Friday, June 19, 2009

Iran: Election Fraud, 'Death to America' and the Information Age

Looks like the fuss over the Iranian election is over. Or should be, according to the country's Supreme Leader.

Supreme Leader Ayatollah Ali Khamenei told Iran that those who don't like the way the election turned out should stop protesting, go home, and accept the fact that the Supreme Leader is the supreme leader. And, that the right candidate won.

Not in so many words, of course: but that seems to be the gist of it.

One more thing: some people were chanting "death to America!" Just the way the ayatollahs told them, I suspect.

House of Representatives: a Resolution

In Washington, the House of Representatives was busy:
"...The U.S. House of Representatives overwhelmingly approved a resolution Friday that says it supports 'all Iranians who embrace the values of freedom, human rights, civil liberties and the rule of law.'..." (CNN)
I get the impression that it was more an expression of moral support, than a declaration of concrete action.

Still, it's a nice gesture on the part of the House of Representatives. Sort of like my putting the word "FREEDOM" on my Twitter avatar.

Cheering Iranians' Efforts? Good Idea

I think it's just as well that Congress isn't moving to get directly involved in Iran's election. Right now it's a matter - theoretically - for Iran's government to sort out. Which it has. They ran the election, the right candidate won, Supreme Leader says so, and now, according to Supreme Leader, it's time to move on.

Odds are pretty good that quite a number of people in Iran won't 'move on,' though. From what I've read, significant numbers of Iranians have gotten fed up with the Islamic Republic, and want change.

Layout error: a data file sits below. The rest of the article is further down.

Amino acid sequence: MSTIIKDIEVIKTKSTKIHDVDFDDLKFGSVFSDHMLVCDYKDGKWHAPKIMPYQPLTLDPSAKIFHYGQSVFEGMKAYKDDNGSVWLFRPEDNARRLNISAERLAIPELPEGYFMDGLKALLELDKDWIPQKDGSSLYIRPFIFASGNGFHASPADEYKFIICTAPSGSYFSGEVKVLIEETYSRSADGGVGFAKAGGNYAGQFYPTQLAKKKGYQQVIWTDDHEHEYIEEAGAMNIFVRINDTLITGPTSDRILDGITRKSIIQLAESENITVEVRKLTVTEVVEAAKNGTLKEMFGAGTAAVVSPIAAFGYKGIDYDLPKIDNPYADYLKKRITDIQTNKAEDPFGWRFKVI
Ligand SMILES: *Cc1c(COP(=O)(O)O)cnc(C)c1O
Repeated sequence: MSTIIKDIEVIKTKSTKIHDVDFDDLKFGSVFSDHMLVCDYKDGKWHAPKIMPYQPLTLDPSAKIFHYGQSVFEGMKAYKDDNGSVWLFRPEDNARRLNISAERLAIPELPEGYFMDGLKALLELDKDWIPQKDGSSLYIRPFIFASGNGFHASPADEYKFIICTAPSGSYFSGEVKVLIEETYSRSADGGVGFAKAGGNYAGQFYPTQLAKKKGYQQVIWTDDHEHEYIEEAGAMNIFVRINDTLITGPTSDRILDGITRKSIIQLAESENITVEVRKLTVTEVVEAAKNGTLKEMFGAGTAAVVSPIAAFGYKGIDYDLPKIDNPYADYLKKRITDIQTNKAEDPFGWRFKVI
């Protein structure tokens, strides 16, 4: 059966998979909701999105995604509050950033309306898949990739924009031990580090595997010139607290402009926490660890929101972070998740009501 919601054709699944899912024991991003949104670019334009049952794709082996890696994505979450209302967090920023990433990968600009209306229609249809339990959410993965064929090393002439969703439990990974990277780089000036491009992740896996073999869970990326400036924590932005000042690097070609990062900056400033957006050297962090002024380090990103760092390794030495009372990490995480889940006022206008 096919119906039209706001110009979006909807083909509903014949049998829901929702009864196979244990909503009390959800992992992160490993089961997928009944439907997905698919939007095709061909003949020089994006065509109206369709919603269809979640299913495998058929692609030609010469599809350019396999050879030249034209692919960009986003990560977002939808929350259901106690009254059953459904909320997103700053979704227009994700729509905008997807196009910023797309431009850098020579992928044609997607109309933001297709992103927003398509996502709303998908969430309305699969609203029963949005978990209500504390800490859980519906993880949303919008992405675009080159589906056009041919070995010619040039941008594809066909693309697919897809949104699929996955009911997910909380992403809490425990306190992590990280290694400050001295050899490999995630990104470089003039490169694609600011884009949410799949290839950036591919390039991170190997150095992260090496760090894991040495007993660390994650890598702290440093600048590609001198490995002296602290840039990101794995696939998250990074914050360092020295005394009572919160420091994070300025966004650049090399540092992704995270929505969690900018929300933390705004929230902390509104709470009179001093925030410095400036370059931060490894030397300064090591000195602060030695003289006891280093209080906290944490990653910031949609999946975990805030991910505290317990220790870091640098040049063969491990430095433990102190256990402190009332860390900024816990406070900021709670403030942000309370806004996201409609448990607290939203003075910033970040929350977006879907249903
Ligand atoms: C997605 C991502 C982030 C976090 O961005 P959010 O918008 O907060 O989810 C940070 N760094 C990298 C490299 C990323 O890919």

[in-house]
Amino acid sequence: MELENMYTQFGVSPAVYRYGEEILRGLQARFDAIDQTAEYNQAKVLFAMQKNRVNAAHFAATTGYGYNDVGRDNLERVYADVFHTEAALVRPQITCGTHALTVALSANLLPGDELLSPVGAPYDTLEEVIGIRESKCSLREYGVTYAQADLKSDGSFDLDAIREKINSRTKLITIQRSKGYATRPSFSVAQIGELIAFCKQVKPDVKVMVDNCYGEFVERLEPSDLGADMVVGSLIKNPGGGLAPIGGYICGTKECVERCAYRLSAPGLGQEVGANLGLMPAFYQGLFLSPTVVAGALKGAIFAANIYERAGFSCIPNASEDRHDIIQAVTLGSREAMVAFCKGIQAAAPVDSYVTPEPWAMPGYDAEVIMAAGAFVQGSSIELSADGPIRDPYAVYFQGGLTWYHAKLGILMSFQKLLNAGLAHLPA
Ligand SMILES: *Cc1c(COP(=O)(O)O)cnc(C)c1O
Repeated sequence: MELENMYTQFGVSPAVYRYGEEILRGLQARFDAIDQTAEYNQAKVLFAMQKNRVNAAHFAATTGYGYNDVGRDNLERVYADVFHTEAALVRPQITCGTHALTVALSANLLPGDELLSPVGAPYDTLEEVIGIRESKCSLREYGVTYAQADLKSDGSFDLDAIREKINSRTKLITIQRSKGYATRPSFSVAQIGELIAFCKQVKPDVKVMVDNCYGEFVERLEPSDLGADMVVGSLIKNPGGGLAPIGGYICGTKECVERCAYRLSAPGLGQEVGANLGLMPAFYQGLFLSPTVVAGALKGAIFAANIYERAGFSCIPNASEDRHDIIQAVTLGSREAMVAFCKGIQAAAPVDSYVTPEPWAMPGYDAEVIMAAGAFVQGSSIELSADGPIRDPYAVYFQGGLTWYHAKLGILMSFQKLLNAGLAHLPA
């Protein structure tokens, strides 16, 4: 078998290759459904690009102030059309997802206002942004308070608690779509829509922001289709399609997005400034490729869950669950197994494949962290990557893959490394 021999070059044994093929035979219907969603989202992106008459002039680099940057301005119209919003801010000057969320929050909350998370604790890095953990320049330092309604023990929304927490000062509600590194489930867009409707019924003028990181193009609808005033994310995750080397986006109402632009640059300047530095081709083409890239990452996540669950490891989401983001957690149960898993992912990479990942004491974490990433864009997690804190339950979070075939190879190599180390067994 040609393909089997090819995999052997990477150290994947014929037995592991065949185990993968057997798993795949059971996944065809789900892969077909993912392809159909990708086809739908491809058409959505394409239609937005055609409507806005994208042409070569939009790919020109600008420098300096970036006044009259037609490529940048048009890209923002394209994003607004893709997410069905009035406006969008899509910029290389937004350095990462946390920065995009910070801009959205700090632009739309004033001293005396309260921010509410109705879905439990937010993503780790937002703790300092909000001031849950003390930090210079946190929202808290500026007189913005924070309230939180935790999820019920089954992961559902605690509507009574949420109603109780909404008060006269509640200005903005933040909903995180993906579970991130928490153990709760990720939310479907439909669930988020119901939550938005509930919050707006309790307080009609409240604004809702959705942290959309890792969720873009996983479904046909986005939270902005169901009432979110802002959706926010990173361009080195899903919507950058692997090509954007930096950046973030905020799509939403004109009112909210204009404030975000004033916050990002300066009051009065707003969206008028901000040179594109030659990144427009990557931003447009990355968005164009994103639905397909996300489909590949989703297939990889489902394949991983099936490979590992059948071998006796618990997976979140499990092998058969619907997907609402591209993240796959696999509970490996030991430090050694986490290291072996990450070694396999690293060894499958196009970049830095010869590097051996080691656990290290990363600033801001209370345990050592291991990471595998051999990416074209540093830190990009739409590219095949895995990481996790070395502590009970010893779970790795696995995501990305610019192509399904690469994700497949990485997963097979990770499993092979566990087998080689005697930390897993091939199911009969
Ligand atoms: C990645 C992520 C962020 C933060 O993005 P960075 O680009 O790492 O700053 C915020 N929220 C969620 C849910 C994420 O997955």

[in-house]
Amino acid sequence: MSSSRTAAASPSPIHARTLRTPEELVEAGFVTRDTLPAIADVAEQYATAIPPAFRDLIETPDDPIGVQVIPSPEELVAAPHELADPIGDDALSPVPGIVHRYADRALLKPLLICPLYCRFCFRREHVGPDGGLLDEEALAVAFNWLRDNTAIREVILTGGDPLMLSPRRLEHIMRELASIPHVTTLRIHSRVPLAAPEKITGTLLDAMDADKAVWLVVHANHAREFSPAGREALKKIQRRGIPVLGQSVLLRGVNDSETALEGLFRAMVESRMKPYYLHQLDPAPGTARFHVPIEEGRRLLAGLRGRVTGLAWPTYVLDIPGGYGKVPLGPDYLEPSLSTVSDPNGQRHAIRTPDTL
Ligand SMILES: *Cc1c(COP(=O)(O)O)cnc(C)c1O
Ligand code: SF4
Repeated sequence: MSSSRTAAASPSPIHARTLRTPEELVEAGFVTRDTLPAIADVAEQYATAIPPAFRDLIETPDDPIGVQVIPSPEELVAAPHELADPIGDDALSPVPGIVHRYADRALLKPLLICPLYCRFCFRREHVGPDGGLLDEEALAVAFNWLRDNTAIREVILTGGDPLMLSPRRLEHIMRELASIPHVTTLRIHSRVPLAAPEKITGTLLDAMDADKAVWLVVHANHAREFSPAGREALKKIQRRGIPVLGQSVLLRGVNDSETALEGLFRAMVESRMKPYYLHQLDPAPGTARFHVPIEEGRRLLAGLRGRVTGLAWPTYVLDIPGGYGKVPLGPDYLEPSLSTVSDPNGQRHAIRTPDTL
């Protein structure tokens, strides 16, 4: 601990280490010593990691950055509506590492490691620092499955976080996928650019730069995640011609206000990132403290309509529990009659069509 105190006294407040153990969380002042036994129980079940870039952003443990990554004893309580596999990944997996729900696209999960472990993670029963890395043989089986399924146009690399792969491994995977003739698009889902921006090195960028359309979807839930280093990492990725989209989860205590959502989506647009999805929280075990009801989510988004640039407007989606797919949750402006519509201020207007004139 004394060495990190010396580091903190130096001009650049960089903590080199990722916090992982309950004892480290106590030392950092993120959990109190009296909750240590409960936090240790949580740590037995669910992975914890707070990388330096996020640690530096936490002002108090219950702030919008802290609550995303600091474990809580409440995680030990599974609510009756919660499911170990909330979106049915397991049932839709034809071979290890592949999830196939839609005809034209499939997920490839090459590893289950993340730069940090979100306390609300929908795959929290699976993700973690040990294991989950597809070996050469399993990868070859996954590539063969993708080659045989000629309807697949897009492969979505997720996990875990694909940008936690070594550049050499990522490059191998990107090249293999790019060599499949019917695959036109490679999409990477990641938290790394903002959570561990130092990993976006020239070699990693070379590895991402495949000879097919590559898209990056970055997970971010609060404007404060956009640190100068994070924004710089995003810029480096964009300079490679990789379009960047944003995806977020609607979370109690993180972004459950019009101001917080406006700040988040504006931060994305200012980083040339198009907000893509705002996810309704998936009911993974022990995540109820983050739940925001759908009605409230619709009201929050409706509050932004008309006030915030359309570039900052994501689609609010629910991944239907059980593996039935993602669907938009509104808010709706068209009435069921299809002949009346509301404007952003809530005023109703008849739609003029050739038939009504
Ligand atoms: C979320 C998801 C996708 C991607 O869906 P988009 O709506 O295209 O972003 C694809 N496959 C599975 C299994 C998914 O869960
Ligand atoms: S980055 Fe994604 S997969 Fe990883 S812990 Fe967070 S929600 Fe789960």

What's worse, from the Ayatollah's point of view, is that although they seem to have alienated a fairly broad spectrum on Iran's people, the ones who are likely to be most upset are the young, smart, tech-savvy, go-getters who are in the best position to make changes.

This isn't the Seventies Any More

When Iranian students seized the American embassy in Tehran, back in 1979, the fax machine was pretty close to the cutting edge of information technology.1

If a reporter didn't report, and an editor didn't edit, odds were good that nobody would read about what was happening outside their own neighborhood. And, in America, if ABC, CBS, NBC, and PBS decided that the masses didn't need to hear about something: they didn't. It was about the same way around the world.

That was then. This is now:
"...Web sites like Facebook, Twitter, Flickr and YouTube were used to organize, drum up support and share images of street protests -- and the brutal retribution that sometimes followed -- with a world hungry for news. As the Iranian government began limiting the freedom of traditional news outlets to report in the country, citizen journalists became crucial in showing scenes from the movement...." (CNN)

Nuke Tehran? Not an Option in This Case

I'm pretty sure that somebody thinks America should invade Iran, or 'do something' about the amazing mess the Ayatollahs have made for themselves. My take on it is that, right now, the Iranian government, from the Supreme Leader down, is doing a fine job of destroying itself.

In the short run, I suspect that the Supreme Leader will get his way, and that the official winner of Iran's presidential election will be president. For a while, at least.

But, with so many Iranians convinced that Ahmadinejad - or his backers - rigged the election, and the Ayatollahs reacting as violently as they have, I think there's a very good chance that the Islamic Republic has destroyed the confidence and support of too many of its subjects.

As I wrote before, I think Ahmadinejad may have won the election: and lost the country.

Related posts: In the news:
1 The fax machine had been around for quite a long time: as a large, none-too-practical technology. Bhe late seventies, Japanese companies were bringing "faster, smaller and more efficient fax machines into the world market. (The Great Idea Finder)

1 comment:

Anonymous said...

I am running a poll to see how Obama might handle a similar protest here in America?

Vote here,

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